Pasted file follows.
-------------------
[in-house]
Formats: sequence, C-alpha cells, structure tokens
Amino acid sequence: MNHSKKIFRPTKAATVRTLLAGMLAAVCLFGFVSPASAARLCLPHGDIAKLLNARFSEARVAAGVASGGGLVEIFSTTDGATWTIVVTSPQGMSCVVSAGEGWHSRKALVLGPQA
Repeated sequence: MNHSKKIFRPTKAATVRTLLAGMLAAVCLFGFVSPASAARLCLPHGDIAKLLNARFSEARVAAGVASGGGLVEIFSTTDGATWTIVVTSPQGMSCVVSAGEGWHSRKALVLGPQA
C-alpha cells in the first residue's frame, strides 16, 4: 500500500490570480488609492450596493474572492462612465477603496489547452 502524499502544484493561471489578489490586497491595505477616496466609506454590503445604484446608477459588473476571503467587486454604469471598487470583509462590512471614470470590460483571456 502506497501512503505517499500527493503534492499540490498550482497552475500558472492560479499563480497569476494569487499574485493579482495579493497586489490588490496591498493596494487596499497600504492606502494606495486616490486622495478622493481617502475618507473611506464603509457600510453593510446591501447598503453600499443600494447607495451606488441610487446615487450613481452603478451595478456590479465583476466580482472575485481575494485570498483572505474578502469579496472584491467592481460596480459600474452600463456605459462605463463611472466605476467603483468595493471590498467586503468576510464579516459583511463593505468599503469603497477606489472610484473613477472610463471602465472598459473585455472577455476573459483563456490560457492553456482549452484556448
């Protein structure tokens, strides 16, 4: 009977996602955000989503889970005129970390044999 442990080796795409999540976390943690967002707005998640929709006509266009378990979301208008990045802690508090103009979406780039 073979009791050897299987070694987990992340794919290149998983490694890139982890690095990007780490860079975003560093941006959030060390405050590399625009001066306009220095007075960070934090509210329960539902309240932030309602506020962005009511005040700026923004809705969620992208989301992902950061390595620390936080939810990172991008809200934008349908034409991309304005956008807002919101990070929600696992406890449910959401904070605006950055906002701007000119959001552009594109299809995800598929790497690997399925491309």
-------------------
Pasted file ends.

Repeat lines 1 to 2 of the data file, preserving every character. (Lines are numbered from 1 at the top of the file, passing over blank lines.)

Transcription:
[in-house]
Formats: sequence, C-alpha cells, structure tokens